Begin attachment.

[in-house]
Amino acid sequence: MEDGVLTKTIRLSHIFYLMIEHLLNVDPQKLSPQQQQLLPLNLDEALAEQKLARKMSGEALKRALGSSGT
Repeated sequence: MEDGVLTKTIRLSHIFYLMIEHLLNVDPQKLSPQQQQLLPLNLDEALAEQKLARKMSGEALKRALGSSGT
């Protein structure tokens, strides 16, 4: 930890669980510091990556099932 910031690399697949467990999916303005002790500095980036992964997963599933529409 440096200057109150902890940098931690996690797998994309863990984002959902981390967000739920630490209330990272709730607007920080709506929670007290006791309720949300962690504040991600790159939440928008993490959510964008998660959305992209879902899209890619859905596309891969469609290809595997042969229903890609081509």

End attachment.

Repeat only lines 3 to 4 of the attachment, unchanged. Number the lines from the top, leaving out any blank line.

Repeated sequence: MEDGVLTKTIRLSHIFYLMIEHLLNVDPQKLSPQQQQLLPLNLDEALAEQKLARKMSGEALKRALGSSGT
């Protein structure tokens, strides 16, 4: 930890669980510091990556099932 910031690399697949467990999916303005002790500095980036992964997963599933529409 440096200057109150902890940098931690996690797998994309863990984002959902981390967000739920630490209330990272709730607007920080709506929670007290006791309720949300962690504040991600790159939440928008993490959510964008998660959305992209879902899209890619859905596309891969469609290809595997042969229903890609081509």